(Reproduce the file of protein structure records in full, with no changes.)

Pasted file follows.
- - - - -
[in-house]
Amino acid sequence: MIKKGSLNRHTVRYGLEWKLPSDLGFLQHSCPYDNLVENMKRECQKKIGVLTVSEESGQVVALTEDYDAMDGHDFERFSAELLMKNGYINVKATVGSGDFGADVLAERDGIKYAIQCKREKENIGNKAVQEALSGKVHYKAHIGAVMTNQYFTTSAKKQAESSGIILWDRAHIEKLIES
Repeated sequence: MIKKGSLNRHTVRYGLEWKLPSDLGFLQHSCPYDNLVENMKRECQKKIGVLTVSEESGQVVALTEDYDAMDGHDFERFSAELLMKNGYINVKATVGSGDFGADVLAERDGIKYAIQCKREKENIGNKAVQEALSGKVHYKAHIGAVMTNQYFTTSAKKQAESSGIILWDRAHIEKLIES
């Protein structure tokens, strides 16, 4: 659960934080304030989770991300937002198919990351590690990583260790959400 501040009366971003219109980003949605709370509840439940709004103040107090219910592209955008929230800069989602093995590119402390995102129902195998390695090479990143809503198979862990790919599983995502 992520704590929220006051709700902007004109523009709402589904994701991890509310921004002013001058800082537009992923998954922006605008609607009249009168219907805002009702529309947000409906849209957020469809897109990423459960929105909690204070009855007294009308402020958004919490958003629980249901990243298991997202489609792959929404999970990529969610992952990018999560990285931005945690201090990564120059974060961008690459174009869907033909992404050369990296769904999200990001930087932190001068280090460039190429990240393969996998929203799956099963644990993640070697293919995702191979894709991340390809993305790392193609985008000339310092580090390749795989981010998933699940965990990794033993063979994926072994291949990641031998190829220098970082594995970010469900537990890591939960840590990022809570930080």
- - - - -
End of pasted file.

[in-house]
Amino acid sequence: MIKKGSLNRHTVRYGLEWKLPSDLGFLQHSCPYDNLVENMKRECQKKIGVLTVSEESGQVVALTEDYDAMDGHDFERFSAELLMKNGYINVKATVGSGDFGADVLAERDGIKYAIQCKREKENIGNKAVQEALSGKVHYKAHIGAVMTNQYFTTSAKKQAESSGIILWDRAHIEKLIES
Repeated sequence: MIKKGSLNRHTVRYGLEWKLPSDLGFLQHSCPYDNLVENMKRECQKKIGVLTVSEESGQVVALTEDYDAMDGHDFERFSAELLMKNGYINVKATVGSGDFGADVLAERDGIKYAIQCKREKENIGNKAVQEALSGKVHYKAHIGAVMTNQYFTTSAKKQAESSGIILWDRAHIEKLIES
């Protein structure tokens, strides 16, 4: 659960934080304030989770991300937002198919990351590690990583260790959400 501040009366971003219109980003949605709370509840439940709004103040107090219910592209955008929230800069989602093995590119402390995102129902195998390695090479990143809503198979862990790919599983995502 992520704590929220006051709700902007004109523009709402589904994701991890509310921004002013001058800082537009992923998954922006605008609607009249009168219907805002009702529309947000409906849209957020469809897109990423459960929105909690204070009855007294009308402020958004919490958003629980249901990243298991997202489609792959929404999970990529969610992952990018999560990285931005945690201090990564120059974060961008690459174009869907033909992404050369990296769904999200990001930087932190001068280090460039190429990240393969996998929203799956099963644990993640070697293919995702191979894709991340390809993305790392193609985008000339310092580090390749795989981010998933699940965990990794033993063979994926072994291949990641031998190829220098970082594995970010469900537990890591939960840590990022809570930080």